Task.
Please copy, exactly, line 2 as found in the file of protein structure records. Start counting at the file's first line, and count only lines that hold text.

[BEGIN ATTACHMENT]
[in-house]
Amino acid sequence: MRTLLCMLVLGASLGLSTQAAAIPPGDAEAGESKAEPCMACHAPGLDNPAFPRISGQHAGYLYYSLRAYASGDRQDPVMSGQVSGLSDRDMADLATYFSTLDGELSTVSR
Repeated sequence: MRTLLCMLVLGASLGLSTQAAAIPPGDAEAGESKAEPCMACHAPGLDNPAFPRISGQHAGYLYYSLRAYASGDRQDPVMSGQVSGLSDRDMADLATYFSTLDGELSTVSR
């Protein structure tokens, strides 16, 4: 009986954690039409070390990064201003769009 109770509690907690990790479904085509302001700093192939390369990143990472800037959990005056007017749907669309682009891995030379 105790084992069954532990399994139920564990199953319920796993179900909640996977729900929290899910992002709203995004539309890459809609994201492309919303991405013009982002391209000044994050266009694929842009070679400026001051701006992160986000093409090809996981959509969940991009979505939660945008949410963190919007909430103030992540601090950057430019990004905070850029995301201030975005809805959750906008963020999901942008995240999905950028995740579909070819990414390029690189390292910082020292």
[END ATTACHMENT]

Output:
Amino acid sequence: MRTLLCMLVLGASLGLSTQAAAIPPGDAEAGESKAEPCMACHAPGLDNPAFPRISGQHAGYLYYSLRAYASGDRQDPVMSGQVSGLSDRDMADLATYFSTLDGELSTVSR